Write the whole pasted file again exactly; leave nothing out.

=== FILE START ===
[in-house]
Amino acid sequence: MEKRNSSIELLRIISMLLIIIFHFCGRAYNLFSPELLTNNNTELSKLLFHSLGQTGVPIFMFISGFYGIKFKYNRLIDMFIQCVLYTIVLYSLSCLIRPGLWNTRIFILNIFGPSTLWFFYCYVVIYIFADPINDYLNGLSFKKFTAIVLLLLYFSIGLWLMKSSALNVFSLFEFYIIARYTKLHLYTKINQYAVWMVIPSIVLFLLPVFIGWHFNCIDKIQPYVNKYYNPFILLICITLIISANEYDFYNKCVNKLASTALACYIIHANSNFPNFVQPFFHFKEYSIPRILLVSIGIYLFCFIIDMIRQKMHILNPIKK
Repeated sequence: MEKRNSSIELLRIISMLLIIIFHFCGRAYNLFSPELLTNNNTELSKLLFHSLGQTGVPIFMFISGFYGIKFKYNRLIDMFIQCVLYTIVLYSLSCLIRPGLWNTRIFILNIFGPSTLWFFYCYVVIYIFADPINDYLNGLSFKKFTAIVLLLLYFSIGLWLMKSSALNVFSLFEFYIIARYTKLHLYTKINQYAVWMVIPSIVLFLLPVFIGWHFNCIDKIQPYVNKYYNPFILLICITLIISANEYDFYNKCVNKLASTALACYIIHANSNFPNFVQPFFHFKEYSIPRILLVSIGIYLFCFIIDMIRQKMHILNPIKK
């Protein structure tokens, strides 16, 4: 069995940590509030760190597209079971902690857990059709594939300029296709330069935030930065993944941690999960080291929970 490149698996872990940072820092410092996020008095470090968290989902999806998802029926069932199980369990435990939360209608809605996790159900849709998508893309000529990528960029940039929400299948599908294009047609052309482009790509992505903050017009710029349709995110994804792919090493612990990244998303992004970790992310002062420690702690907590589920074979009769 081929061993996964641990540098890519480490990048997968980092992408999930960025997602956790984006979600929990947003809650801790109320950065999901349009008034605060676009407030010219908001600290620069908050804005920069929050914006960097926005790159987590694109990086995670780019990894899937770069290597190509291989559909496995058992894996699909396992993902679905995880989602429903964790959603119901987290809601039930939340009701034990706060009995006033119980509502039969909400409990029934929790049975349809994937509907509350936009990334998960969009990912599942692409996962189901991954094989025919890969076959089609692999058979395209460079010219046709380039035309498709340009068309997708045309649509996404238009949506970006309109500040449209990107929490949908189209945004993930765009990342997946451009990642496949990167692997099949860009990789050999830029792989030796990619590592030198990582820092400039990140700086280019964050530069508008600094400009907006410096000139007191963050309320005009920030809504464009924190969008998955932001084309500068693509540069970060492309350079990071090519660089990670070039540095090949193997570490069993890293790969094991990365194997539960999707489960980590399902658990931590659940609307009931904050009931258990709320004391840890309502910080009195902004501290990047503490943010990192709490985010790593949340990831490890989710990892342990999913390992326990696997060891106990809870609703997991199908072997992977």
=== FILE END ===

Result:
[in-house]
Amino acid sequence: MEKRNSSIELLRIISMLLIIIFHFCGRAYNLFSPELLTNNNTELSKLLFHSLGQTGVPIFMFISGFYGIKFKYNRLIDMFIQCVLYTIVLYSLSCLIRPGLWNTRIFILNIFGPSTLWFFYCYVVIYIFADPINDYLNGLSFKKFTAIVLLLLYFSIGLWLMKSSALNVFSLFEFYIIARYTKLHLYTKINQYAVWMVIPSIVLFLLPVFIGWHFNCIDKIQPYVNKYYNPFILLICITLIISANEYDFYNKCVNKLASTALACYIIHANSNFPNFVQPFFHFKEYSIPRILLVSIGIYLFCFIIDMIRQKMHILNPIKK
Repeated sequence: MEKRNSSIELLRIISMLLIIIFHFCGRAYNLFSPELLTNNNTELSKLLFHSLGQTGVPIFMFISGFYGIKFKYNRLIDMFIQCVLYTIVLYSLSCLIRPGLWNTRIFILNIFGPSTLWFFYCYVVIYIFADPINDYLNGLSFKKFTAIVLLLLYFSIGLWLMKSSALNVFSLFEFYIIARYTKLHLYTKINQYAVWMVIPSIVLFLLPVFIGWHFNCIDKIQPYVNKYYNPFILLICITLIISANEYDFYNKCVNKLASTALACYIIHANSNFPNFVQPFFHFKEYSIPRILLVSIGIYLFCFIIDMIRQKMHILNPIKK
């Protein structure tokens, strides 16, 4: 069995940590509030760190597209079971902690857990059709594939300029296709330069935030930065993944941690999960080291929970 490149698996872990940072820092410092996020008095470090968290989902999806998802029926069932199980369990435990939360209608809605996790159900849709998508893309000529990528960029940039929400299948599908294009047609052309482009790509992505903050017009710029349709995110994804792919090493612990990244998303992004970790992310002062420690702690907590589920074979009769 081929061993996964641990540098890519480490990048997968980092992408999930960025997602956790984006979600929990947003809650801790109320950065999901349009008034605060676009407030010219908001600290620069908050804005920069929050914006960097926005790159987590694109990086995670780019990894899937770069290597190509291989559909496995058992894996699909396992993902679905995880989602429903964790959603119901987290809601039930939340009701034990706060009995006033119980509502039969909400409990029934929790049975349809994937509907509350936009990334998960969009990912599942692409996962189901991954094989025919890969076959089609692999058979395209460079010219046709380039035309498709340009068309997708045309649509996404238009949506970006309109500040449209990107929490949908189209945004993930765009990342997946451009990642496949990167692997099949860009990789050999830029792989030796990619590592030198990582820092400039990140700086280019964050530069508008600094400009907006410096000139007191963050309320005009920030809504464009924190969008998955932001084309500068693509540069970060492309350079990071090519660089990670070039540095090949193997570490069993890293790969094991990365194997539960999707489960980590399902658990931590659940609307009931904050009931258990709320004391840890309502910080009195902004501290990047503490943010990192709490985010790593949340990831490890989710990892342990999913390992326990696997060891106990809870609703997991199908072997992977």